Too often baseball players are reduced to statistics, hollow numbers that resonate with the fetishist who drifts off to sleep counting home runs and career batting averages. Baseball demands such precision: It's a team sport, yes, but ultimately it's man against man, record against record, history against history. Look no further than 1998's home-run race, which pitted Mark McGwire against Sammy Sosa as they cat-and-moused it toward Roger Maris's 61-homer record. Never in the history of any sport had so much hoopla surrounded so little action -- a slow, triumphant jog around the base paths. By the likes of sports journalists and casual fans, McGwire will forever be celebrated as an American hero, at least until the next slugger comes along to hit 71 homers. And for doing what, exactly? Hitting a round ball with a round bat out of play 70 times. Thrilling? Yes. Heroic? Look, you've got to be kidding.
Sixty-one years ago a Detroit Tigers ball player by the name of Henry Benjamin Greenberg came within three homers of breaking Babe Ruth's then-60-homer record. His chase of history also was the stuff of which hoopla and hype were made; the newspapers and radio announcers kept count, tallied every pitch, compared every game against Ruth's record run. But, it is said by those who lived back then, Hank Greenberg's home-run chase was not celebrated by all those who kept close watch. Plenty of baseball fans did not want Greenberg to catch Ruth, to surpass the legend. A Jew had no business owning such an American record, deserved no place in the sport's history books. Greenberg, to his credit, never believed that, despite playing ball in one of the most anti-Semitic cities in the United States, one run by the hateful Henry Ford. Perhaps Hank Greenberg wouldn't allow himself to believe it. I'm not bitter at all, he said, a few years before his death in 1986. What a thrill to even have a chance -- to vie for history, he meant.
But Greenberg's roles as baseball great and Jewish hero were never separated; he was forever known as the first Jew in the major leagues, even though other Jews came before him and played under goyish names. He was, as filmmaker Aviva Kempner often reminds us in her touching, trenchant documentary The Life and Times of Hank Greenberg, the Jackie Robinson of the Jews -- the man who withstood hatred on his way to becoming one of the game's best first basemen and power hitters. (The big difference was that after games, Greenberg could go wherever he wanted; Robinson, living in a whites-only world, could not.) Greenberg wore his Jewishness on his sleeve; he never hid his Romanian background or pretended to be a Gentile in order to disappear into the crowd.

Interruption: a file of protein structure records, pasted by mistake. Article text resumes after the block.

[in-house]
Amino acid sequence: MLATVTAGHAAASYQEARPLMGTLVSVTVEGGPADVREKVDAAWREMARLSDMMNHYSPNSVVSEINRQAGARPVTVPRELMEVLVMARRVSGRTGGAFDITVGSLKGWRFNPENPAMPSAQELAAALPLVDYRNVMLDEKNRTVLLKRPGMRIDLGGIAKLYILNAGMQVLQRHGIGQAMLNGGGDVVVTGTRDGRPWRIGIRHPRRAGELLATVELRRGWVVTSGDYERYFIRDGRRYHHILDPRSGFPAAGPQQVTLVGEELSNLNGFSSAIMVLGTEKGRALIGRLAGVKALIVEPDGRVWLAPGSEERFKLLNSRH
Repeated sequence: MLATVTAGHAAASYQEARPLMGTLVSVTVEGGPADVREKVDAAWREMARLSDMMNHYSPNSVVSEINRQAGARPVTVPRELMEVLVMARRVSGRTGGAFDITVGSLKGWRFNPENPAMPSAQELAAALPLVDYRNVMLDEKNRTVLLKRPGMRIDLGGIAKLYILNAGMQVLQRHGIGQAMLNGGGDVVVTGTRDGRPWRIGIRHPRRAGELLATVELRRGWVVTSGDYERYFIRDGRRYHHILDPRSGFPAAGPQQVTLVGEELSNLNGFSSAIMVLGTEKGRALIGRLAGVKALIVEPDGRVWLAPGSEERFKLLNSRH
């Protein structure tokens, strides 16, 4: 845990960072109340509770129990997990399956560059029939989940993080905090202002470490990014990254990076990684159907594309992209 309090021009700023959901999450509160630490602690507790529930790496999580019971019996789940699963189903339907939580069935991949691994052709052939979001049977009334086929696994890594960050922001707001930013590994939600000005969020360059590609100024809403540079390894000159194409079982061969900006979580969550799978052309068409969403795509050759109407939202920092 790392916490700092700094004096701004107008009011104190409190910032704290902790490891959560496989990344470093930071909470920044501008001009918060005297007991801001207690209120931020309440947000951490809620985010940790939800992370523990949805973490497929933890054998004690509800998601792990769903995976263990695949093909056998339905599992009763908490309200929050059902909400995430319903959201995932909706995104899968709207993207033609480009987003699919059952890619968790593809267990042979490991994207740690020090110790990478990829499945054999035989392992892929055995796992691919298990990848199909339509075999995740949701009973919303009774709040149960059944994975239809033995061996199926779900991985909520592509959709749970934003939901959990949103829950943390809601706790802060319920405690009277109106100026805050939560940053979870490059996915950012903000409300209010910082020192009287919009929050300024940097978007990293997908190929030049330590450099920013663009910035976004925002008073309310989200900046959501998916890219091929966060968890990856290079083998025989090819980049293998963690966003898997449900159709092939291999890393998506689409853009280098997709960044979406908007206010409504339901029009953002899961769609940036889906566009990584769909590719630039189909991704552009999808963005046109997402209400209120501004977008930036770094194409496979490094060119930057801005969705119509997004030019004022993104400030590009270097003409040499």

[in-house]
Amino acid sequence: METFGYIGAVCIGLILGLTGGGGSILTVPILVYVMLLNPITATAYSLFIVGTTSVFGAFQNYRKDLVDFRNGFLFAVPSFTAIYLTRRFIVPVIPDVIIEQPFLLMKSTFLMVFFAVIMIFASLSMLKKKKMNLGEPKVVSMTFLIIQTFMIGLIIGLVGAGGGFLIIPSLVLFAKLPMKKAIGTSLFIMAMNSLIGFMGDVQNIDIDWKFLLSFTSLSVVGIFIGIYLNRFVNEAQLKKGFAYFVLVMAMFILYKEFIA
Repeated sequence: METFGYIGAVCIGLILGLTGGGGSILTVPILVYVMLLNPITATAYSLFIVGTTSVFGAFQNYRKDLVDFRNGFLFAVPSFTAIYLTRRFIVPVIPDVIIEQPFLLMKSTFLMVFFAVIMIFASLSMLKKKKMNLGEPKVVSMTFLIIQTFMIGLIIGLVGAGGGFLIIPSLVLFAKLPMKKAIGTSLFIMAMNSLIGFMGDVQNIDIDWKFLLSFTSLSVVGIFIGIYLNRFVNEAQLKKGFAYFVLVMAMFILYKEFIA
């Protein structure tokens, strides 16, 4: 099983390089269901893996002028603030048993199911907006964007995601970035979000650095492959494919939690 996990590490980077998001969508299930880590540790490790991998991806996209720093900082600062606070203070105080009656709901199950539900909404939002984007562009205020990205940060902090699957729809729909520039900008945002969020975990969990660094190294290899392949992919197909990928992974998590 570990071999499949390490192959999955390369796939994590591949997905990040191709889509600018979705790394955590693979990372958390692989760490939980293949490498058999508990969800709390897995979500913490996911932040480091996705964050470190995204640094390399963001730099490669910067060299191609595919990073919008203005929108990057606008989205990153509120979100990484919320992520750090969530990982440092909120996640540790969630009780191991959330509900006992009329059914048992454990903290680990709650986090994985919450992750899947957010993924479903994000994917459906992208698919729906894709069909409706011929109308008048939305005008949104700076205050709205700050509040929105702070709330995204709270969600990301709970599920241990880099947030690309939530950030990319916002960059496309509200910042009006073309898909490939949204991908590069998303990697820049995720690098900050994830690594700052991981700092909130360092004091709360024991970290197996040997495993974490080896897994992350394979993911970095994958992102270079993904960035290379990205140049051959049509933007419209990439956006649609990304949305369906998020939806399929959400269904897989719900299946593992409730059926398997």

And Kempner, who grew up in Detroit after Greenberg's heyday (he played there from 1934 to 1946) and spent more than a decade on this film, makes no attempt to separate the Jew from the Tiger. To her, one thing defined the other -- the American League MVP who didn't play on Yom Kippur, the target for anti-Semites who threw pork chops at him, the Moses ... the messiah who proudly led Jews into the promised land of baseball. Through interviews with the likes of former ball players Charlie Gehringer and Bob Feller, sports columnist Ira Berkow (who helped Greenberg pen his now out-of-print autobiography), and long-time fans Alan Dershowitz and the late Walter Matthau among so many others, Kempner turns Greenberg into a bona fide hero -- or, as Dershowitz breathlessly refers to him, the most important Jew who lived during the 1930s.
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In the end The Life and Times of Hank Greenberg is precisely what a documentary ought to be: engaging and revelatory, turning forgotten footnotes and discarded minutiae into the stuff of riveting drama and poignant laughs, which is an especially notable achievement, since Greenberg didn't live a particularly difficult life. (He was baseball's first $100,000 player; he married into the Gimbel's department store fortune; and during World War II, he was more of a goodwill ambassador than a soldier -- and he played baseball, for God's sake.) The film begins on the streets of the Bronx, where young boys played stickball beneath storefronts emblazoned with Hebrew letters, and it ends with Mandy Patinkin singing Take Me Out to the Ballgame in Yiddish. In between are the film clips, the personal memories, and the loving attention to detail bestowed upon a hero by a woman out to rescue Greenberg from history's trash heap.